How many grams of spinach is in a cup? (3 differences between raw and cooked)

In this article, we will answer the question “How many grams of spinach is in a cup?”, and discuss if a cup of raw spinach equals a cup of cooked spinach and what is in one cup of spinach.

How many grams of spinach is in a cup?

A cup of raw spinach has 30 g and a cup of boiled and drained spinach has 180 g (1). The weight of cooked vegetables increases to the same volume of the vegetable when raw, or, inversely, the volume of cooked leafy vegetables is reduced by cooking, when considering the same initial amount (2).

This happens because the heat applied to leafy vegetables and other vegetables, causes the cell wall to disrupt and destroys the membrane of the plant cell, with consequent loss of cell turgor. 

Is a cup of raw and cooked spinach the same?

No, a cup of raw spinach is not the same of a cup of cooked spinach. In addition to the loss of texture and volume and changes in the flavor, heat applied to spinach causes the change in its nutritional properties (2,3).

According to studies, different vitamins are differently affected by different cooking methods. Carotenoids, which are found in spinach mainly in the form of beta-carotene and lutein, are both increased by boiling, while stir frying lowered the amount of lutein, but increased the amount of beta-carotene (3).

Carotenoids can be better extracted from cells during cooking of vegetables, which generally results in a higher amount of these compounds, when compared to the raw vegetables. 

On the other hand, the amount of vitamin C is significantly reduced in spinach after cooking. Vitamin C is very heat sensitive and water soluble. 

Studies showed that, while the concentration of vitamin C was 43 mg for each 100 g of raw spinach, it was 17 mg/ 100 g in boiled spinach, 23 mg/ 100 g for steamed spinach (4).

In this way, eating raw and cooked spinach has advantages and drawbacks. You can vary the ways to consume this nutritious vegetable in order to obtain all the vitamins and nutrients it contains.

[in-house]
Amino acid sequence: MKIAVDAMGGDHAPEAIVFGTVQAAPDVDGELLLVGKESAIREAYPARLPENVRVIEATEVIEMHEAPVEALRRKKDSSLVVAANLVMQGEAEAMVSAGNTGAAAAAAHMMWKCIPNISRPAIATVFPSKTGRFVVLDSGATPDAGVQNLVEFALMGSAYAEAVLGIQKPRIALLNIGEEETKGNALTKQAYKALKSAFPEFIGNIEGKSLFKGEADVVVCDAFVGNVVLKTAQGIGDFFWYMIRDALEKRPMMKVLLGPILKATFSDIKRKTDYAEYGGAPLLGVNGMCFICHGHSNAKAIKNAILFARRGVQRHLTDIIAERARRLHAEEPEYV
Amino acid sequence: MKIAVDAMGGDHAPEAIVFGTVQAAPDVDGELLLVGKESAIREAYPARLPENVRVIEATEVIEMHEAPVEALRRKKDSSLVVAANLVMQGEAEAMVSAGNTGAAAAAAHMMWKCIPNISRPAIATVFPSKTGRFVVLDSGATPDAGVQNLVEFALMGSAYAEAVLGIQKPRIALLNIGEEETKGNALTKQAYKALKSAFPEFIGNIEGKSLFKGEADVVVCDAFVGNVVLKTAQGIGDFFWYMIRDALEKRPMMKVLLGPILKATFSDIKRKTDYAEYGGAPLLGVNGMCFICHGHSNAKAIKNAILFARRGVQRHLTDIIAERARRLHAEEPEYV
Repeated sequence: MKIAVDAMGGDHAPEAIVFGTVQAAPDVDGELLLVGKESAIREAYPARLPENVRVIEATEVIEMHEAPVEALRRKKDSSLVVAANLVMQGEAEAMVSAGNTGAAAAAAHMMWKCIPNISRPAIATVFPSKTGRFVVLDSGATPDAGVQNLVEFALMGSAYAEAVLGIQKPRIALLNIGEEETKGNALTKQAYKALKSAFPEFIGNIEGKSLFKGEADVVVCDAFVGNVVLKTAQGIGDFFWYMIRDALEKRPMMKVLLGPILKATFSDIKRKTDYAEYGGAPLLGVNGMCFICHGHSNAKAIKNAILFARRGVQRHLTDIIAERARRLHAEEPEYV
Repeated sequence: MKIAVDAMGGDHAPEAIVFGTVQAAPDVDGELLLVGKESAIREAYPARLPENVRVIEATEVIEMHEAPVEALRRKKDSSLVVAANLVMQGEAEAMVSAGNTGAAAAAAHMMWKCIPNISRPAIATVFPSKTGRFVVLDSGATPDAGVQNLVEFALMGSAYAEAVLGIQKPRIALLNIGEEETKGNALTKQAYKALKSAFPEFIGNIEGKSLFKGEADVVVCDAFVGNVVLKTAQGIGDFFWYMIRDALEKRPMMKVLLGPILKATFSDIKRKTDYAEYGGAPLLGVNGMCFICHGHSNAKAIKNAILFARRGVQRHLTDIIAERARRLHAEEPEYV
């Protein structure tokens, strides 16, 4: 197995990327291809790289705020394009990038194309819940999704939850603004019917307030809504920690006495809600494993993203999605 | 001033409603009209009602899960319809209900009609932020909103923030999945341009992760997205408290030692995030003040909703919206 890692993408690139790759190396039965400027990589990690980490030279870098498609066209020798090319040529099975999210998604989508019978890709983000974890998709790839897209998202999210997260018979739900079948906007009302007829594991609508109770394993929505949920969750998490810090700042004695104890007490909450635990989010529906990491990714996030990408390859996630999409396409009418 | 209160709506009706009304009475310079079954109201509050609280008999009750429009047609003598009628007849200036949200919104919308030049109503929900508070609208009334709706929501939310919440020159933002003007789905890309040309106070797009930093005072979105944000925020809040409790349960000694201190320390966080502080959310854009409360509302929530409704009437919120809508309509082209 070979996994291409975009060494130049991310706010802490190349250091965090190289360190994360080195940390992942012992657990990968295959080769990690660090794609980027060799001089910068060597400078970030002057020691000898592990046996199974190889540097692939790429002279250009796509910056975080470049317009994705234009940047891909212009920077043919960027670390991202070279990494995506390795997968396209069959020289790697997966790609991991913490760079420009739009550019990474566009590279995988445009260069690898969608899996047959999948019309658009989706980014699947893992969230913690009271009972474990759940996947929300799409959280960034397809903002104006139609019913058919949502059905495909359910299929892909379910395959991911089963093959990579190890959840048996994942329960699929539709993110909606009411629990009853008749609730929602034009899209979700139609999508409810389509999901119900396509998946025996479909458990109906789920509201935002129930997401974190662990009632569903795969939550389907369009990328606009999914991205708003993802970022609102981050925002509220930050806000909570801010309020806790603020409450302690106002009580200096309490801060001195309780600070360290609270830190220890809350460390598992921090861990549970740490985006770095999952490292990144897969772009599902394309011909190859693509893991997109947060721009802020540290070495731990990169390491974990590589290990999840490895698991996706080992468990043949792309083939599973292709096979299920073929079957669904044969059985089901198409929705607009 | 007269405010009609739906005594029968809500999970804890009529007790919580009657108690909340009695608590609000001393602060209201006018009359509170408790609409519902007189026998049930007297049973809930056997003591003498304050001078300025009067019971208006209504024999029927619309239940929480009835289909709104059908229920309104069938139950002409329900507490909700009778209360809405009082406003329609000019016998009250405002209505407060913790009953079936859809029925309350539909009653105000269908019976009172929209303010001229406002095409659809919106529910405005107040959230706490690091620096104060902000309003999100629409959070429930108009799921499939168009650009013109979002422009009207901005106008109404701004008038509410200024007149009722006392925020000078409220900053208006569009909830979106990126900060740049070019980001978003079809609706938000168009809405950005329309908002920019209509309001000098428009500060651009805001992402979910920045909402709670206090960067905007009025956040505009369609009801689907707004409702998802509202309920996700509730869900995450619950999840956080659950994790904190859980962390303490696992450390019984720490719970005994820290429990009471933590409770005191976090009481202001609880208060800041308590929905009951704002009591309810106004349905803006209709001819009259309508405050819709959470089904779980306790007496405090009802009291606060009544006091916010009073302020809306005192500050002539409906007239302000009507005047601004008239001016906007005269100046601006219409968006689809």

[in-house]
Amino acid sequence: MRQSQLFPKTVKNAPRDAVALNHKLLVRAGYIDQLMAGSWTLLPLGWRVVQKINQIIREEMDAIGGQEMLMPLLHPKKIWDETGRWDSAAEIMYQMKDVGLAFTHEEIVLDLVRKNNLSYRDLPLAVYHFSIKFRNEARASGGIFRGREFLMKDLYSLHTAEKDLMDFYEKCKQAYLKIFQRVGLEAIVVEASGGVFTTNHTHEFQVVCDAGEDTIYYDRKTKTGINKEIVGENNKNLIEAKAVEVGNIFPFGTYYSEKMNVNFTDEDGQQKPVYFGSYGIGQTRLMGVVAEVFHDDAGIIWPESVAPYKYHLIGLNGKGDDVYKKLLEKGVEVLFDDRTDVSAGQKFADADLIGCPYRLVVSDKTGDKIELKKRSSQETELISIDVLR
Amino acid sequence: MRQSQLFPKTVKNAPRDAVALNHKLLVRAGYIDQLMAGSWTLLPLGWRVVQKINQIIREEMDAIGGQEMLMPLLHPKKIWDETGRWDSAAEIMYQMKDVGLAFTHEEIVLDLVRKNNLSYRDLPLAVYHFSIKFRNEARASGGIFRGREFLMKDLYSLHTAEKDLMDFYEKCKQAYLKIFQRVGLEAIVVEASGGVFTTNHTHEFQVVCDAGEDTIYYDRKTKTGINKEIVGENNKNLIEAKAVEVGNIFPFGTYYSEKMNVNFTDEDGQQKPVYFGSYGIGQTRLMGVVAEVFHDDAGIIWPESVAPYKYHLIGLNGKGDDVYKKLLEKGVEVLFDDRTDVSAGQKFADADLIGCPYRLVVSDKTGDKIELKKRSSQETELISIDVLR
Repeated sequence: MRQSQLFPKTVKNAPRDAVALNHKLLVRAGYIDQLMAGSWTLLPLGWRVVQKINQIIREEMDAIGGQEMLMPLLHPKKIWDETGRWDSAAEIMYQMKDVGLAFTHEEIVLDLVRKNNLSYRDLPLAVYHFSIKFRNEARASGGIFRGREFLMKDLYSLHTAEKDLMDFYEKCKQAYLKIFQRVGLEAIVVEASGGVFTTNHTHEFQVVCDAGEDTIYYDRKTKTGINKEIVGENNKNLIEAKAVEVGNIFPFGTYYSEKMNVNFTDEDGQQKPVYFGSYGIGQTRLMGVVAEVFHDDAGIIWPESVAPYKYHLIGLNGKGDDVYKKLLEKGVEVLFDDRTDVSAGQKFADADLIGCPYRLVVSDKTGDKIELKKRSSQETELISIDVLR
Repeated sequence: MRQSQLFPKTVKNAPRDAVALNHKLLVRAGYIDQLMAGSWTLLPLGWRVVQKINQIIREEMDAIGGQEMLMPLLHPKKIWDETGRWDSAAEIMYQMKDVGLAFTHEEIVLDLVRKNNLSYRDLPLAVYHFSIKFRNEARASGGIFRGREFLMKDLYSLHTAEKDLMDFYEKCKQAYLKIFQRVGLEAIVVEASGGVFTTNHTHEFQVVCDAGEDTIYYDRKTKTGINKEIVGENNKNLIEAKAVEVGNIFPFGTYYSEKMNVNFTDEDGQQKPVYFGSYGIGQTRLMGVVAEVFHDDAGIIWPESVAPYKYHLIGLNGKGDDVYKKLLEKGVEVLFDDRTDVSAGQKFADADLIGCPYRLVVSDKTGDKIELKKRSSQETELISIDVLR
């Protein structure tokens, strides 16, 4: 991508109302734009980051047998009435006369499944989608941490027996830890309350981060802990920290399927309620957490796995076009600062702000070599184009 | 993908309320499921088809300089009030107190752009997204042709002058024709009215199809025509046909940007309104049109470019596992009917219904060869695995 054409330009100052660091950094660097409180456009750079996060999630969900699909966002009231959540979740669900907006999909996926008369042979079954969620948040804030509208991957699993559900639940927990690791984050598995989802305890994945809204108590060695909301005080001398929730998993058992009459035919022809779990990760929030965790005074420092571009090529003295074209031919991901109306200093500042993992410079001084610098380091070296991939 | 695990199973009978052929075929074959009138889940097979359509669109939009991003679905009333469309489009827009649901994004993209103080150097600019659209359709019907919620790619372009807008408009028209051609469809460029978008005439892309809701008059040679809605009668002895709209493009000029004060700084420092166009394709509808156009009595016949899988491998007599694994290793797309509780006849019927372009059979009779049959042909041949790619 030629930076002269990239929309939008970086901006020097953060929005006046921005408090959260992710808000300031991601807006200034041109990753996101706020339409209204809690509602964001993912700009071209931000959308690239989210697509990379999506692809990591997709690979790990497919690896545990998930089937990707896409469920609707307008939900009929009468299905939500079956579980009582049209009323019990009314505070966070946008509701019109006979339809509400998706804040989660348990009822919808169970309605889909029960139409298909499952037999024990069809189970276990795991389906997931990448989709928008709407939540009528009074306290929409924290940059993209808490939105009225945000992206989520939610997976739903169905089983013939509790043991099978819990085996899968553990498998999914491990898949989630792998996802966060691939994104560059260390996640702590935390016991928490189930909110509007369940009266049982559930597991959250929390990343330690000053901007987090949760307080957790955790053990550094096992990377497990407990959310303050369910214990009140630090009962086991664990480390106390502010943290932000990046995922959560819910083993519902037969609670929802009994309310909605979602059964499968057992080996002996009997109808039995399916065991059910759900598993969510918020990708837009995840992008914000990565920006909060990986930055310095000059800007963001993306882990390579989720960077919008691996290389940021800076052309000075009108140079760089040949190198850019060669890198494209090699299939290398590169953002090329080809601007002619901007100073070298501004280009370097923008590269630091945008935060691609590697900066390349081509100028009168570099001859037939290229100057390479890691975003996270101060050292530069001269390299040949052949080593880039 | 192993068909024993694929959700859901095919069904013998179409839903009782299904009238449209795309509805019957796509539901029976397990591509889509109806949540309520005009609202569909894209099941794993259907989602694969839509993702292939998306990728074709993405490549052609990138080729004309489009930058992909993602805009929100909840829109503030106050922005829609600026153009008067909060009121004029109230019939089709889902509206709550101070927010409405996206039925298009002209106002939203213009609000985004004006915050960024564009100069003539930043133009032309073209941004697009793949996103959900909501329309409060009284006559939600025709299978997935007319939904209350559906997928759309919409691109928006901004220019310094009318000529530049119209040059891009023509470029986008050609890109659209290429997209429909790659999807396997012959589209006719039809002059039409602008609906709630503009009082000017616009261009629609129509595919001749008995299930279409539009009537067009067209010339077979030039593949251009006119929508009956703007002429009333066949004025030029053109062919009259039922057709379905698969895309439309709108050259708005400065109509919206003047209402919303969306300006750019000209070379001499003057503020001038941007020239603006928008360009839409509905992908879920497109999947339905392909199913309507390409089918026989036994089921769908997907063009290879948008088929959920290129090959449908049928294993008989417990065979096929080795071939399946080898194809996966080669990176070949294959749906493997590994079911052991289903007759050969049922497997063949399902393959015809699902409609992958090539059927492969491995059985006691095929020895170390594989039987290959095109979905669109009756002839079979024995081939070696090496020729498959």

What nutrients are in a cup of spinach?

The nutrients in a cup of spinach vary, depending if it is raw or cooked spinach, the cooking method (in the case of cooked spinach), the plant variety,  the growing conditions (soil, fertilization), and storage (2,3,4).

The table below shows the nutrients in cup of raw and boiled spinach (1):

Nutrient unit raw spinach (30 g) boiled spinach (180 g)
Calories  kcal 7 41
Water  g 27.4 164
Protein  g 0.85 5.35
Carbohydrates  g 1.0 6.75
Sugar  g 0.12 0.77
Fiber  g 0.66 4.32
Fat  g 0.11 0.47
vitamin C mg 8.43 17.6
vitamin A micrograms 141 943
iron mg 0.81 6.43
calcium mg 29.7 245
folate micrograms 58.2 263

How to prepare a cup of spinach?

To prepare a cup of spinach, you should wash the leaves thoroughly with running water and pat dry them, making sure all dirt and bad leaves are removed.

Spinach can be eaten raw, added to other leaves, such as iceberg salad or added to dishes, such as lasagna and pasta. Spinach can be cooked by steaming, boiling or stir-frying and used in smoothies (5).

To cook spinach by stir-frying, follow the instructions:

  • Cut the washed leaves of spinach and press them with your hands to remove the excess of water
  • Give olive oil to a skillet and cook chopped garlic for a minute
  • Add the cut spinach
  • Add salt and stir for a minute or two

Other FAQs about Spinach which you may be interested in.

How much is a bunch of spinach?

How to eat spinach?


In this article, we answered the question “How many grams of spinach is in a cup?” and discussed if a cup of raw spinach equals a cup of cooked spinach and what are the nutrients in a cup of spinach.

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FoodData central [Internet]. [cited 2023 Aug 11]. Available from:


Andersson J, Garrido-Banuelos G, Bergdoll M, Vilaplana F, Menzel C, Mihnea M, Lopez-Sanchez P. Comparison of steaming and boiling of root vegetables for enhancing carbohydrate content and sensory profile. Journal of Food Engineering. 2022 Jan 1;312:110754.


Chang SK, Prasad NK, Amin I. Carotenoids retention in leafy vegetables based on cooking methods. International Food Research Journal. 2013;20(1):457.


Utah State University. Fruit and vegetable guide series: Spinach [Internet]. [cited 2023 Aug 12]. Available from: